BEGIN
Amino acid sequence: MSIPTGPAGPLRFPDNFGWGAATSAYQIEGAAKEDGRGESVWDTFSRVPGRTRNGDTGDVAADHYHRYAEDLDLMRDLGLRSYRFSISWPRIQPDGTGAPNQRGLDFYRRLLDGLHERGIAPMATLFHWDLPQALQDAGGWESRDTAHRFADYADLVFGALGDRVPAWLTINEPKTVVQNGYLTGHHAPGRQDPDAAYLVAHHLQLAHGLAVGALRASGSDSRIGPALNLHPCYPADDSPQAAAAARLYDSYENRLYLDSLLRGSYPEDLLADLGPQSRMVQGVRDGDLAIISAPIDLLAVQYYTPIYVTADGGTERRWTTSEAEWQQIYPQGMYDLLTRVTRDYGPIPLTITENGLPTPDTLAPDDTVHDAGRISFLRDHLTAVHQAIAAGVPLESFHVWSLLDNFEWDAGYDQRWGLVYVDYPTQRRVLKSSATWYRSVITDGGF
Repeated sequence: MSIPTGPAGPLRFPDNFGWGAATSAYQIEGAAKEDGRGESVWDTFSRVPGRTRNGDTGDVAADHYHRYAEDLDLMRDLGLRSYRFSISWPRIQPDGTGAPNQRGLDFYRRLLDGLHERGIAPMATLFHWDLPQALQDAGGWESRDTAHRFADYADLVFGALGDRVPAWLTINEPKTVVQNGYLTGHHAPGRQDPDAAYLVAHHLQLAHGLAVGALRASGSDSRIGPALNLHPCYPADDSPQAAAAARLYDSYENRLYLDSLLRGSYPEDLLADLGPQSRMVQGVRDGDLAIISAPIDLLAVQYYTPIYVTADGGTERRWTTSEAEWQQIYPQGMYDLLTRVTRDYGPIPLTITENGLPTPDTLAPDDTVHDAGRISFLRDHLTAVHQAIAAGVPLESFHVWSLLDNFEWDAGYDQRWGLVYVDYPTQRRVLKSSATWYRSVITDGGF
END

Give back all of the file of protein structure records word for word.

Amino acid sequence: MSIPTGPAGPLRFPDNFGWGAATSAYQIEGAAKEDGRGESVWDTFSRVPGRTRNGDTGDVAADHYHRYAEDLDLMRDLGLRSYRFSISWPRIQPDGTGAPNQRGLDFYRRLLDGLHERGIAPMATLFHWDLPQALQDAGGWESRDTAHRFADYADLVFGALGDRVPAWLTINEPKTVVQNGYLTGHHAPGRQDPDAAYLVAHHLQLAHGLAVGALRASGSDSRIGPALNLHPCYPADDSPQAAAAARLYDSYENRLYLDSLLRGSYPEDLLADLGPQSRMVQGVRDGDLAIISAPIDLLAVQYYTPIYVTADGGTERRWTTSEAEWQQIYPQGMYDLLTRVTRDYGPIPLTITENGLPTPDTLAPDDTVHDAGRISFLRDHLTAVHQAIAAGVPLESFHVWSLLDNFEWDAGYDQRWGLVYVDYPTQRRVLKSSATWYRSVITDGGF
Repeated sequence: MSIPTGPAGPLRFPDNFGWGAATSAYQIEGAAKEDGRGESVWDTFSRVPGRTRNGDTGDVAADHYHRYAEDLDLMRDLGLRSYRFSISWPRIQPDGTGAPNQRGLDFYRRLLDGLHERGIAPMATLFHWDLPQALQDAGGWESRDTAHRFADYADLVFGALGDRVPAWLTINEPKTVVQNGYLTGHHAPGRQDPDAAYLVAHHLQLAHGLAVGALRASGSDSRIGPALNLHPCYPADDSPQAAAAARLYDSYENRLYLDSLLRGSYPEDLLADLGPQSRMVQGVRDGDLAIISAPIDLLAVQYYTPIYVTADGGTERRWTTSEAEWQQIYPQGMYDLLTRVTRDYGPIPLTITENGLPTPDTLAPDDTVHDAGRISFLRDHLTAVHQAIAAGVPLESFHVWSLLDNFEWDAGYDQRWGLVYVDYPTQRRVLKSSATWYRSVITDGGF